The ability of the GCMs to reproduce observed extremes in different bimonthly periods is shown in the climatological extreme precipitation in each of these models with comparison to the NAAP (Fig. 8). In the NAAP, we see a maximum of extreme values along the West Coast whose seasonality is such that the extremes are greater in winter (JF, MA, and ND) and small or nonexistent in the summer (MJ and JA). The models produce the higher extremes in this region as well as the seasonality; however, during the bimonthly periods where this feature is largest (JF, MA, and ND), the magnitudes are on the order of 10–20 mm day−1 larger. Within the Rocky Mountains, the NAAP generally has finer scale structures, even though the models are remapped to the same resolution. Studies using an earlier version of the model saw that increasing the resolution resulted in much better representations of orographic precipitation (Gent et al. 2010; Iorio et al. 2004). Therefore, this may be a result of the model resolution being too coarse to fully capture details in the orography that are important for precipitation. During the JA period, the models have lower values than the NAAP in the North American monsoon region. This may be indicative of issues representing the monsoon processes in the model. In general, however, the largest errors in the climatological extreme precipitation are located east of the Rockies, where heavier convective precipitation is frequent.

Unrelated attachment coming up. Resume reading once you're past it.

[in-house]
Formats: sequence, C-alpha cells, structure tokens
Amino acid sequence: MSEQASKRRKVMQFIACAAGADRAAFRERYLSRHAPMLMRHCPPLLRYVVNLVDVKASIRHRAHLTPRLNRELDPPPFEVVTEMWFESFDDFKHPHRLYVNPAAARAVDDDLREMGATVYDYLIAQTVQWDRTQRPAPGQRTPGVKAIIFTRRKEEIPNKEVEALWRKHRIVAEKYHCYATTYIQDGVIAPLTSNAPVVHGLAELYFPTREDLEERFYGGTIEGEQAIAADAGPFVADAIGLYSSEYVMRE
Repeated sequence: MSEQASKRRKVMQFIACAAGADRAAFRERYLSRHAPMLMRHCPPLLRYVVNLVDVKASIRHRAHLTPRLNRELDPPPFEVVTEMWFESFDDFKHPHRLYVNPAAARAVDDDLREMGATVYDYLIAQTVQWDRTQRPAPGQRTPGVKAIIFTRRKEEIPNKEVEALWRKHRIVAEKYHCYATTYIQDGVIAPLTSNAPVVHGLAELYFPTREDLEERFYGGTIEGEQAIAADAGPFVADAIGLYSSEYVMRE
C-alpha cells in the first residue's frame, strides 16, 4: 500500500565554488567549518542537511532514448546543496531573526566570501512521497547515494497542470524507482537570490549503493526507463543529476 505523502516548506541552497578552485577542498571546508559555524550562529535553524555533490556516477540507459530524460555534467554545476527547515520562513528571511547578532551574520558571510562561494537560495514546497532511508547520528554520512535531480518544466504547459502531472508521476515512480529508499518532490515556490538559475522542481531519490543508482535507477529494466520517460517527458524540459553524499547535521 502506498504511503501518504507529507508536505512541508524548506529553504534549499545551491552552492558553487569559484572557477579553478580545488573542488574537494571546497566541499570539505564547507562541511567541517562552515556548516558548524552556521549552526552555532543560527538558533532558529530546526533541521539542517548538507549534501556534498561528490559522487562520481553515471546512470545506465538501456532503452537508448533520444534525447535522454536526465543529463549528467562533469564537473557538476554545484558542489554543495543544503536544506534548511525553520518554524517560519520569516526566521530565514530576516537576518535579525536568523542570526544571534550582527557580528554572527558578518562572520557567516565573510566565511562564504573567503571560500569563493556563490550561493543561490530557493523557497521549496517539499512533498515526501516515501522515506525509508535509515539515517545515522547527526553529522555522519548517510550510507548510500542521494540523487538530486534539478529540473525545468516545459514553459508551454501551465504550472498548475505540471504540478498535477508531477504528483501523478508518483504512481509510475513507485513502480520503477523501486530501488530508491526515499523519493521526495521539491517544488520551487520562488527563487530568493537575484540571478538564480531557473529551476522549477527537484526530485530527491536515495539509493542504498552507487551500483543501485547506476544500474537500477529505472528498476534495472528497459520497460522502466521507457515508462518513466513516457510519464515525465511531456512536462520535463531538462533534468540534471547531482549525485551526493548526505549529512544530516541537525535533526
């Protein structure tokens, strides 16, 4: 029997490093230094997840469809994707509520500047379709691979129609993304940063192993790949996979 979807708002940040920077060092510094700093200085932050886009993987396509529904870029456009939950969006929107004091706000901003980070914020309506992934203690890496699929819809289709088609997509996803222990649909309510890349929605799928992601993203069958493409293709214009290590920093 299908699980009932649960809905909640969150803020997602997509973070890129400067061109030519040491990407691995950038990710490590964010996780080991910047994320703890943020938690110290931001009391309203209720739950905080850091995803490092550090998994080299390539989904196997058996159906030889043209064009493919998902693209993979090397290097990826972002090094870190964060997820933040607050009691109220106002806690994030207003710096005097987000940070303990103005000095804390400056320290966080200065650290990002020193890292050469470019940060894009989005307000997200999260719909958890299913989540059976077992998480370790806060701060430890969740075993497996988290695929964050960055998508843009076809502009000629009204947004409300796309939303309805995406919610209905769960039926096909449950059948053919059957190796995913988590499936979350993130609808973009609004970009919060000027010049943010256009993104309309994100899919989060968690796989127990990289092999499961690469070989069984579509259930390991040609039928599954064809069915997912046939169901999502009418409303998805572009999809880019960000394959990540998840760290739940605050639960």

Fig. 8.
Fig. 8.

Climatological (1979–2005) extreme precipitation (mm day−1) for (left) NAAP, (center) CCSM4, and (right) CAM5 in bimonthly periods: January–February, March–April, May–June, July–August, September–October, and November–December.

Citation: Journal of Climate 27, 14; 10.1175/JCLI-D-13-00320.1

Focusing on errors in the eastern United States, one of the most notable features that the models are not able to produce is the heavy precipitation in the plains during the MJ and JA bimonthly periods (Fig. 8). During these bimonthly periods, the Great Plains experience heavy convection and propagating mesoscale convective systems (MCS), which contribute significantly to the total rainfall in these seasons (Fritsch et al. 1986). DeMott et al. (2007) discussed issues in creating heavy convection in the CAM3 model, particularly in the Great Plains. They found that the diurnal cycle in the CAM3 model was too strong and the timing of convection was too early. They used subdaily observations and model output to identify the mechanisms involved and found that the necessity for the model to consume CAPE within a 1-h-long convective adjustment time scale, as well as the condition that plumes must detrain at the level of minimum moist static energy, resulted in convective plumes that were too high and included too little entrainment. As a result, the convection occurred too quickly (DeMott et al. 2007). This then caused the model to be unable to build up moisture and larger CAPE values that would be necessary for heavy rainfall at a later time in the day (DeMott et al. 2007). The inclusion of entrainment in the calculation of CAPE in the newer model versions may have helped but not solved these issues with the parameterization scheme, resulting in an improved representation but still a continued bias in the model’s heavy precipitation during the MJ and JA seasons.